• Phenytoin decreases plasma concentrations of active metabolites of albendazole, certain HIV antivirals (efavirenz, lopinavir/ritonavir, indinavir, nelfinavir, ritonavir, saquinavir), antiepileptic agents (carbamazepine, felbamate, lamotrigine, topiramate, oxcarbazepine, quetiapine), atorvastatin, chlorpropamide, clozapine, cyclosporine, digoxin, fluvastatin, folic acid, methadone, mexiletine, nifedipine, nimodipine, nisoldipine, praziquantel, simvastatin and verapamil. 


January 2014


Drug Reaction with Eosinophilia and Systemic Symptoms (DRESS)/Multiorgan hypersensitivity
  • Drug Reaction with Eosinophilia and Systemic Symptoms (DRESS), also known as Multiorgan hypersensitivity, has been reported in patients taking antiepileptic drugs, including phenytoin and CEREBYX. Some of these events .....


Drug Interactions
  • addition of tacrolimus and albenazole


March 2013


Drug Interactions

Drugs affected by phenytoin

  • Phenytoin when given with fosamprenavir alone may decrease the concentration of amprenavir, the active metabolite. Phenytoin when given with the combination of fosamprenavir and ritonavir may increase the concentration of amprenavir.
  • Resistance to the neuromuscular blocking action of the nondepolarizing neuromuscular blocking agents pancuronium, vecuronium, rocuronium, and cisatracurium has occurred in patients chronically administered phenytoin. Whether or not phenytoin has the same effect on other nondepolarizing agents is unknown. Patients should be monitored closely for more rapid recovery from neuromuscular blockade than expected, and infusion rate requirements may be higher



November 2011


  • WARNING: CARDIOVASCULAR RISK ASSOCIATED WITH RAPID INFUSION RATES. The rate of intravenous CEREBYX administration should not exceed 150 mg phenytoin sodium equivalents (PE) per minute because of the risk of severe hypotension and cardiac arrhythmias. Careful cardiac monitoring is needed during and after administering intravenous CEREBYX. Although the risk of cardiovascular toxicity increases with infusion rates above the recommended infusion rate, these events have also been reported at or below the recommended infusion rate. Reduction in rate of administration or discontinuation of dosing may be needed.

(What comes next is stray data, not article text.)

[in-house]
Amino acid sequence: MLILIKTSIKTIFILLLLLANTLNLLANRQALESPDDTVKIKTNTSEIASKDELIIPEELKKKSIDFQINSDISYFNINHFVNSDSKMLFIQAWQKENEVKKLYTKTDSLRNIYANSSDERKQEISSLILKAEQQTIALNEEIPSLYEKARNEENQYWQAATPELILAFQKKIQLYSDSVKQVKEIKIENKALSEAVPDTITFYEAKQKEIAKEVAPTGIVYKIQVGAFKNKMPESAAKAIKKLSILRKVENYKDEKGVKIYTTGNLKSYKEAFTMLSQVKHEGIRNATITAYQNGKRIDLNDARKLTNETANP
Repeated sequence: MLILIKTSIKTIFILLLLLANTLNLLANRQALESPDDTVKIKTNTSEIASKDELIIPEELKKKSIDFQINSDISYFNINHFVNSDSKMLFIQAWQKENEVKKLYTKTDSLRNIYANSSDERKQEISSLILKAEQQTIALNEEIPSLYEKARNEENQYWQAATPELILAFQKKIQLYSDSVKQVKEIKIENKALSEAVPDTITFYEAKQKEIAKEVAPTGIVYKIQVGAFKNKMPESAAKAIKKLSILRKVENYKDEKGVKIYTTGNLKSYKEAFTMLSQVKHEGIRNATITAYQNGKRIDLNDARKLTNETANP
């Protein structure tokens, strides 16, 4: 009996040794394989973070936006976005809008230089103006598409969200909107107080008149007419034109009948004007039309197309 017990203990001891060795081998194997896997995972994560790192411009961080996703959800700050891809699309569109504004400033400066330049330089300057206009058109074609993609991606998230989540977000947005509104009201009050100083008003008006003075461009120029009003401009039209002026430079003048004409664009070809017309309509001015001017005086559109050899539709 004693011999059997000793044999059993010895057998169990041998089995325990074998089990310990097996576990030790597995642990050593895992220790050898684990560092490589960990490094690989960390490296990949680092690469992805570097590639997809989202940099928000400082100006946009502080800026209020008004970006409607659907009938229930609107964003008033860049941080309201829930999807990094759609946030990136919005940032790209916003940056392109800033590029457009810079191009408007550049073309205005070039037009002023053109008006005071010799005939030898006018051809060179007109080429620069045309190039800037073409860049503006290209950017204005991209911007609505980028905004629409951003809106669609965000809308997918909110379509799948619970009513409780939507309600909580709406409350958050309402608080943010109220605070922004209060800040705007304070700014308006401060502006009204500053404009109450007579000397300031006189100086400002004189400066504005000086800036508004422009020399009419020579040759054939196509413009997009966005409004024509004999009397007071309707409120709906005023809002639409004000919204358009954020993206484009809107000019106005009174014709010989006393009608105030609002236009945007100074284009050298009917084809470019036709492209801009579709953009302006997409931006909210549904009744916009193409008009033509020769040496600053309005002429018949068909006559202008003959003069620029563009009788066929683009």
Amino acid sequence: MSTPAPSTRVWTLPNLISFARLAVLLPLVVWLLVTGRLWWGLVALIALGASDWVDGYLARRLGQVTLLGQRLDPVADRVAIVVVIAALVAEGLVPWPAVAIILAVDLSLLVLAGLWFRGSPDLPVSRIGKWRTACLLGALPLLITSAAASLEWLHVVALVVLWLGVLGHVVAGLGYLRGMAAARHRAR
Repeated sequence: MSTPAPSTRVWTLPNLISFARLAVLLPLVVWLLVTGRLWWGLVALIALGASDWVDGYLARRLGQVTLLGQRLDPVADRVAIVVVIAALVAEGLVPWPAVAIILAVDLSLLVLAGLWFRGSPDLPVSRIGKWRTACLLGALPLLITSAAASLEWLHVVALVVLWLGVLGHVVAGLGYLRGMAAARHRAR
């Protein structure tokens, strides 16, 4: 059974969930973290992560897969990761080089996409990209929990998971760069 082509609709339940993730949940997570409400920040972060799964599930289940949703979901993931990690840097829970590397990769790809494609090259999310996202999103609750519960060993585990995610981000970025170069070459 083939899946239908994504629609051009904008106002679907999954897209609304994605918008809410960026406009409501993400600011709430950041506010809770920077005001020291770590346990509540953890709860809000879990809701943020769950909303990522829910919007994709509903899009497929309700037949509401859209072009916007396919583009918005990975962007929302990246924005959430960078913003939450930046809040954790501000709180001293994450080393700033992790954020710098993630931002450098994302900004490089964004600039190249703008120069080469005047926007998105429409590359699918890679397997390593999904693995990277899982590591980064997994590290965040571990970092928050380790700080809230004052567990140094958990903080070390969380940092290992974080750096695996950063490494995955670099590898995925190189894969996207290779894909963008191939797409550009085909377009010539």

Serious Dermatologic Reactions
  • If a rash occurs, the patient should be evaluated for signs and symptoms of Drug Reaction with Eosinophilia and Systemic Symptoms (see DRESS/Multiorgan hypersensitivity below).
  • Studies in patients of Chinese ancestry have found a strong association between the risk of developing SJS/TEN and the presence of HLA-B*1502, an inherited allelic variant of the HLA B gene, in patients using carbamazepine. Limited evidence suggests that HLA-B*1502 may be a risk factor for the development of SJS/TEN in patients of Asian ancestry….
Drug Reaction with Eosinophilia and Systemic Symptoms (DRESS)/Multiorgan hypersensitivity
  • Drug Reaction with Eosinophilia and Systemic Symptoms (DRESS), also known as Multiorgan hypersensitivity, has been reported in patients taking antiepileptic drugs, including phenytoin. Some of these events have been fatal or life-threatening. DRESS…..


  • Coadministration of Cerebyx is contraindicated with delavirdine due to potential for loss of virologic response and possible resistance to delavirdine or to the class of non-nucleoside reverse transcriptase inhibitors


  • Local toxicity (Purple Glove Syndrome) Edema, discoloration, and pain distal to the site of injection (described as “purple glove syndrome”) have also been reported following peripheral intravenous Cerebyx injection. This may or may not be associated with extravasation. The syndrome may not develop for several days after injection.
Pediatric Use
  • The safety and efficacy of Cerebyx in pediatric patients has not been established
Drug Interactions
Drugs that affect phenytoin concentrations
  • fluorouracil